Just tuning in? Catch up on my World Fantasy Convention saga with Part One (Scott Lynch! Elizabeth Bear! Trains! Twitter!), Part Two (S.M. Stirling! Missed connections! Anxiety! Rain!), and Part Three (Patrick Rothfuss! Feminism in Fantasy writing! Hope!).
The way I saw it, I had several options: staying up all night drinking at the bar (after which I would feel like total shit and probably fall asleep during the panel discussions I had been looking forward to), getting back into my couchsurfing non-host’s apartment building and setting up camp in her foyer (but where would I go to pee? and what if she never actually came back?), finding someone willing to let me sleep on the floor of their hotel room after hearing my sad sad story of strife and abandonment (it’s happened before, but there is a lot of luck involved), or just curling up under all my clothes on top of my suitcase under the pier (and get my books wet?! fuuuck). Or I could just get a hotel room. Cod damn it. I am getting too old for this shit.
At the end of the Patrick Rothfuss reading at Waterstones, I had returned to the convention hotel. My phone’s battery was almost dead—because not being able to get in touch with your host in a strange city isn’t traumatic enough without the constant threat of having your communication device crap out completely—and I knew there were both plugs and free wifi in the hotel lobby. People in dresses and suits were mingling, drinks in hand, as I set up camp on the floor next to a free plug, hair wet from the rain, resolve stiffening into a wild joy at the thought that I would not be fucked, not as long as I had electricity, a convention badge, and a credit card. A woman playing a game on a tablet helped me get onto the wifi, and I started to look for accommodations. I really would have appreciated a minority report on that couchsurfing host. There had been so many lovely Airbnb options that I had almost booked. Instead I opted to save money and ended up spending even more of it booking a room at the last of the last minutes.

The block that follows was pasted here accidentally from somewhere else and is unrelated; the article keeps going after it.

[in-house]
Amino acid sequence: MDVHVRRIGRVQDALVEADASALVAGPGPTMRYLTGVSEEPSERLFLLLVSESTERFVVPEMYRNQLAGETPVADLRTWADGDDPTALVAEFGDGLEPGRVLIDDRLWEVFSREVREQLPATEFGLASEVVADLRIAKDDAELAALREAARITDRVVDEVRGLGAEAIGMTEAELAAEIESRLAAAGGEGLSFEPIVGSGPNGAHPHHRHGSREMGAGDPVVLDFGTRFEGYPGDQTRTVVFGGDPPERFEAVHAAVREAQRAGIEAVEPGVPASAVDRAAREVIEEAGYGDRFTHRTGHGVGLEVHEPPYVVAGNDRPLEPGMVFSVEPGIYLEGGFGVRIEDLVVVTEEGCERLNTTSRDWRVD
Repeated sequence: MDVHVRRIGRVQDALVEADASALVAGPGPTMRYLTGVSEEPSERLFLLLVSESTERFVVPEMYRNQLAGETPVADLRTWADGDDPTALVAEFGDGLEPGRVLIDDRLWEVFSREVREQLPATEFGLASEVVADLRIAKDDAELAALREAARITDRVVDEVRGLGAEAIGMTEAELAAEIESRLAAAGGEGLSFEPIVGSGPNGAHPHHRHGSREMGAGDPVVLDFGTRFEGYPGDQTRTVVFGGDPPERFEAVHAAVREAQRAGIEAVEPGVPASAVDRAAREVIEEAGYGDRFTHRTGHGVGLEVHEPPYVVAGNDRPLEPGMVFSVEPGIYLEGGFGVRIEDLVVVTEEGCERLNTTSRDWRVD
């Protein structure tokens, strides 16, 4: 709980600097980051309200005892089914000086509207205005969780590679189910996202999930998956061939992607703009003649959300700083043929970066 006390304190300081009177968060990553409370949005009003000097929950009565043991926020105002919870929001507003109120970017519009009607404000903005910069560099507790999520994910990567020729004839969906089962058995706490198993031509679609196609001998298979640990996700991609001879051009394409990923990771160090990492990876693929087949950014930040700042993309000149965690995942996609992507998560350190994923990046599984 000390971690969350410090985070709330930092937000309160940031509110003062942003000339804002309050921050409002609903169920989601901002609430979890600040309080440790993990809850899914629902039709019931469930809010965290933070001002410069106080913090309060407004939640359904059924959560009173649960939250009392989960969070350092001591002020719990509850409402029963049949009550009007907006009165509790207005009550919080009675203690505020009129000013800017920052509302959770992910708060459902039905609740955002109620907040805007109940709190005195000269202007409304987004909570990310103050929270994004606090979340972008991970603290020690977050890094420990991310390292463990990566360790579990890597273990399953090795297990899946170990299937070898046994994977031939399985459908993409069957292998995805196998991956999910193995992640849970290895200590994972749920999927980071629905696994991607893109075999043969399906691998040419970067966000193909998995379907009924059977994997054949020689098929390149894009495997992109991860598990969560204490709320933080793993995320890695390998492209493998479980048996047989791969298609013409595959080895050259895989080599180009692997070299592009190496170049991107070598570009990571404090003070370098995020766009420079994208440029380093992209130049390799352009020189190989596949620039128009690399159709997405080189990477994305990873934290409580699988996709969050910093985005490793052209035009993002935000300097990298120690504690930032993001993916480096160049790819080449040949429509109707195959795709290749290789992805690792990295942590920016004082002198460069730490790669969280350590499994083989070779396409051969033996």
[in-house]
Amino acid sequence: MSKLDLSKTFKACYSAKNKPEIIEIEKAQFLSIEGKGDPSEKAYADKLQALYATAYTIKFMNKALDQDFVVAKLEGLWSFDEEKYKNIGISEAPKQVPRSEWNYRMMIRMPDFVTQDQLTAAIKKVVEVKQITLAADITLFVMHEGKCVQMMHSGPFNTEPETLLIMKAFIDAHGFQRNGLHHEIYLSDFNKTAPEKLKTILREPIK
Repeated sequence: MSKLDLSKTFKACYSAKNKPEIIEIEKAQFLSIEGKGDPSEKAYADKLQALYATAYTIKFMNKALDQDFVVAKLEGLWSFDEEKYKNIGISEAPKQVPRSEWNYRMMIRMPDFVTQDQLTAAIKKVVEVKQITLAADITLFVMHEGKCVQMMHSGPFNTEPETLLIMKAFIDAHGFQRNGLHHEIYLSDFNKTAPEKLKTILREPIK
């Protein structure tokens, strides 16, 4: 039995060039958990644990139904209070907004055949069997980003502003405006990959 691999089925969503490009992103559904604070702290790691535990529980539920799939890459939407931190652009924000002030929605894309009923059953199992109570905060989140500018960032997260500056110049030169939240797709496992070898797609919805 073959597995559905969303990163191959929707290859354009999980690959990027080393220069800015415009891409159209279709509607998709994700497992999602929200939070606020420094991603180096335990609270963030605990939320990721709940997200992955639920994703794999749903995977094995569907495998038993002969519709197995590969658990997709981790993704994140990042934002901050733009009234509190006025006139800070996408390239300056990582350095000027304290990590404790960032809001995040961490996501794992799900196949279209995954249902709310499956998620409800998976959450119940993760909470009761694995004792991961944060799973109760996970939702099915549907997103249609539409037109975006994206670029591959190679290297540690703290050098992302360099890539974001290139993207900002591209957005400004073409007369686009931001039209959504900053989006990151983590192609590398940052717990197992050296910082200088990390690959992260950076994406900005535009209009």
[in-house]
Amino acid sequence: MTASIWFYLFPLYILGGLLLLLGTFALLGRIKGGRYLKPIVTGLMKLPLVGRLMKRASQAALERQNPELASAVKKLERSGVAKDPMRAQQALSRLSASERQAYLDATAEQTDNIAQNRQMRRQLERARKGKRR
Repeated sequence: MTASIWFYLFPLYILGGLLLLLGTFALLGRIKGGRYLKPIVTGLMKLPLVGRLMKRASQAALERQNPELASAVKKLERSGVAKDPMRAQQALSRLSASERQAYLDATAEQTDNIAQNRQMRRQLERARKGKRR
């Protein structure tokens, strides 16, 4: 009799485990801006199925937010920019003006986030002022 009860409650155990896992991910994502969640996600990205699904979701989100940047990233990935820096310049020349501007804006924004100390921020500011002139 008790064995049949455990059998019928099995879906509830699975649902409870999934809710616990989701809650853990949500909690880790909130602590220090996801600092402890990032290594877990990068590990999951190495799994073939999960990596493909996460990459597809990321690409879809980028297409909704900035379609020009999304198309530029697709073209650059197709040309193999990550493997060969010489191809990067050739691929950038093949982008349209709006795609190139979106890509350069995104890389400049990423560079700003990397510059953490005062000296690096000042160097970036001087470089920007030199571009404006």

The internet, the telephone, and the credit card made it possible. I don’t hold much by credit cards in general, but my mom has always encouraged me to have them around. For emergencies. Well, mom, right again. Good thing I grew up in America at a time when credit card companies were throwing themselves at anyone and everyone. I found a room online and booked over the phone. Twenty minutes later I was walking toward the Royal Albion Hotel. The walk took under ten minutes, a straight shot beside the pebble beach and just past the Brighton Pier.
The price was more than I had wanted to spend, but it was a room, a room in a city I had been certain had been completely booked out by the convention and the Halloween party-seekers whose wobbling, scantily clad bodies lined the sidewalk beside the water that connected the Royal Albion and the convention hotel. I had considered and discarded the idea of booking just one night, of booking something more affordable or finding my gods damned couchsurfing host on the morrow. But then I would have had to drag around my luggage. But then I would have missed panels getting the details straight. Fuck that. I did not come to this convention to miss half of it chasing hotel rooms and irresponsible hosts, I told myself. No I did not.
There is something about having a hotel room all to myself that makes me feel like an adult. More so than almost anything else I’ve ever done, including having a child. What a strange phenomenon.
The manager upgraded me to a double room, and even so it was a small white cave, the usual bed-television-closet-desk-weird-art combo of high mid-class hotels everywhere. It was also in the basement. The Land of Eternal Darkness: A good place to sleep in, a good place to lose track of time, place, and weather. I lined my books up on the desk—they already numbered in the double digits—and poured through my program at the events of the next day. The bed was incredible—warm arms, security, the womb of “I am not going to be sleeping outside tonight”-ness. It enveloped me, and carried me through dawn into morning.
Note: The first and last photos on this post are from one of the exhibiting artists at the convention. Her work—the tinest of sculptures featuring bug corpses and minute skeleti fairies—blew my mind. Her name is Tessa Farmer. Yes, I am aware that skeleti is not the plural of skeleton. Sue me; I like the way it sounds.
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